The third thing: we have to test the ideas we’ve come up with. (“The test of all knowledge is experiment.”) We do experiments. We call them, “little experiments.” Still, they’re tests. They also function to bring beliefs, emotions and memories into the client’s consciousness. That’s one of the ways we help client’s discover how they’re habitually organized. Still, we’re experimenting and we have to come up with these experiments all the time. Whether it’s a probe or taking something over, we are testing our ideas. That’s scientific method. (Some notes on this are given below.)

The basic work of health professionals in general and psychotherapists in particular is to become full human beings and to inspire full human beingness in other people who feel starved about their lives.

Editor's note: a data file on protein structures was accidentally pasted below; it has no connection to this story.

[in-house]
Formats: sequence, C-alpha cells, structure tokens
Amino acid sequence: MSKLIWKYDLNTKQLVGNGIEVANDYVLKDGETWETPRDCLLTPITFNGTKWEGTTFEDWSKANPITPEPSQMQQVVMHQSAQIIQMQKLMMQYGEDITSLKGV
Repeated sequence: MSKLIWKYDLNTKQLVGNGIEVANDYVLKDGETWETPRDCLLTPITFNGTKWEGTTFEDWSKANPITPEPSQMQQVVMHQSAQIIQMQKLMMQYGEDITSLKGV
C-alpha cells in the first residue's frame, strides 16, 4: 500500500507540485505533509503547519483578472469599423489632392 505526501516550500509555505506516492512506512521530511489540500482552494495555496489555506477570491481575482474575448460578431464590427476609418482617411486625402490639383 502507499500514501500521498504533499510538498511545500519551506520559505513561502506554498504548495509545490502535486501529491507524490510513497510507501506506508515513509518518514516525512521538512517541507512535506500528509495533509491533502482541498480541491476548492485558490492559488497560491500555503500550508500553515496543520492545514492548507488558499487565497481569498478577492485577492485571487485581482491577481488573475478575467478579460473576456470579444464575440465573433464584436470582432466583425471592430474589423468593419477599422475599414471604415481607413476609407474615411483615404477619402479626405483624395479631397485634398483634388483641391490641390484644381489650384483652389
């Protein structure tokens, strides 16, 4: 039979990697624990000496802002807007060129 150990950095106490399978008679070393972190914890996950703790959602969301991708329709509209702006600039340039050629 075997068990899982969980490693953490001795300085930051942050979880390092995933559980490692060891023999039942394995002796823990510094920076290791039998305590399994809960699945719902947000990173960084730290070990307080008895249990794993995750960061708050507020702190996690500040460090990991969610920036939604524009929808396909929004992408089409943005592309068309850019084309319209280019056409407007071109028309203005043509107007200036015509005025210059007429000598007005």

—Chogyam Trungpa, Full Human Beingness (3)

The second aspect of the method I want to talk about is the spiritual one. I want to touch upon how this method reflects spiritual principles and practices.  To begin, let’s simply state that the work is spiritually informed. Literally, it has information learned through spiritual practice. As students of this work, we have all spent time doing deep work, using mindfulness seeking out the depths of our own minds. We are trained to understand that we are more than separate selves; that wisdom and inspiration can be found in spiritual experiences; that love and consciousness are as real as mass and energy; and more. The work for clients is self-discovery. Not problem solving. Not counseling. Not curing diseases. This work is the same internal search that is the work of all spiritual disciplines. It tackles the question: who am I?